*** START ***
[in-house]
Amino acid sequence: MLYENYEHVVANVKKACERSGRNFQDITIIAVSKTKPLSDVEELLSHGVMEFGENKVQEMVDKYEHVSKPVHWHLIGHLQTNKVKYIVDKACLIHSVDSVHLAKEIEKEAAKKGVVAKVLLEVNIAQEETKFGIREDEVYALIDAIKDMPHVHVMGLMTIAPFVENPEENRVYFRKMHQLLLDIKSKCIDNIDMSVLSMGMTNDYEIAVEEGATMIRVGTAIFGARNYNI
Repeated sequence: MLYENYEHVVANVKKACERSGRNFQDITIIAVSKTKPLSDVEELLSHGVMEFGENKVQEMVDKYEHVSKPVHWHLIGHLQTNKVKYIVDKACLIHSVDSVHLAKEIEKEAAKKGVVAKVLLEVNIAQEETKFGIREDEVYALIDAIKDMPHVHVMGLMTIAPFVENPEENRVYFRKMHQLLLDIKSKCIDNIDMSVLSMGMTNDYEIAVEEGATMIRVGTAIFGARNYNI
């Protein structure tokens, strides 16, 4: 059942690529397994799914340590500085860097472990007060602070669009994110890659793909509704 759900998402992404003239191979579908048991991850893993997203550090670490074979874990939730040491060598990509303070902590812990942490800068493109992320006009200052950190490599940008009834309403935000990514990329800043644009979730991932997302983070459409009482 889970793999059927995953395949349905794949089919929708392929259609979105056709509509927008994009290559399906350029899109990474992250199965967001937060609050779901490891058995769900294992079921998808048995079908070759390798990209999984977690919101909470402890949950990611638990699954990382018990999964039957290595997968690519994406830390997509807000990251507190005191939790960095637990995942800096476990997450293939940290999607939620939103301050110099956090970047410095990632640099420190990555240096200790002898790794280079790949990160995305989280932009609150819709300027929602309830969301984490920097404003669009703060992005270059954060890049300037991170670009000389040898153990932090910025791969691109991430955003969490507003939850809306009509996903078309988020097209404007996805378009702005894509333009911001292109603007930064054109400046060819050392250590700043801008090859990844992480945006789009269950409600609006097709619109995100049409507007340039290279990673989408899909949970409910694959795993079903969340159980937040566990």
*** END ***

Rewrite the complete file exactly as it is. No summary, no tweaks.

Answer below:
[in-house]
Amino acid sequence: MLYENYEHVVANVKKACERSGRNFQDITIIAVSKTKPLSDVEELLSHGVMEFGENKVQEMVDKYEHVSKPVHWHLIGHLQTNKVKYIVDKACLIHSVDSVHLAKEIEKEAAKKGVVAKVLLEVNIAQEETKFGIREDEVYALIDAIKDMPHVHVMGLMTIAPFVENPEENRVYFRKMHQLLLDIKSKCIDNIDMSVLSMGMTNDYEIAVEEGATMIRVGTAIFGARNYNI
Repeated sequence: MLYENYEHVVANVKKACERSGRNFQDITIIAVSKTKPLSDVEELLSHGVMEFGENKVQEMVDKYEHVSKPVHWHLIGHLQTNKVKYIVDKACLIHSVDSVHLAKEIEKEAAKKGVVAKVLLEVNIAQEETKFGIREDEVYALIDAIKDMPHVHVMGLMTIAPFVENPEENRVYFRKMHQLLLDIKSKCIDNIDMSVLSMGMTNDYEIAVEEGATMIRVGTAIFGARNYNI
């Protein structure tokens, strides 16, 4: 059942690529397994799914340590500085860097472990007060602070669009994110890659793909509704 759900998402992404003239191979579908048991991850893993997203550090670490074979874990939730040491060598990509303070902590812990942490800068493109992320006009200052950190490599940008009834309403935000990514990329800043644009979730991932997302983070459409009482 889970793999059927995953395949349905794949089919929708392929259609979105056709509509927008994009290559399906350029899109990474992250199965967001937060609050779901490891058995769900294992079921998808048995079908070759390798990209999984977690919101909470402890949950990611638990699954990382018990999964039957290595997968690519994406830390997509807000990251507190005191939790960095637990995942800096476990997450293939940290999607939620939103301050110099956090970047410095990632640099420190990555240096200790002898790794280079790949990160995305989280932009609150819709300027929602309830969301984490920097404003669009703060992005270059954060890049300037991170670009000389040898153990932090910025791969691109991430955003969490507003939850809306009509996903078309988020097209404007996805378009702005894509333009911001292109603007930064054109400046060819050392250590700043801008090859990844992480945006789009269950409600609006097709619109995100049409507007340039290279990673989408899909949970409910694959795993079903969340159980937040566990």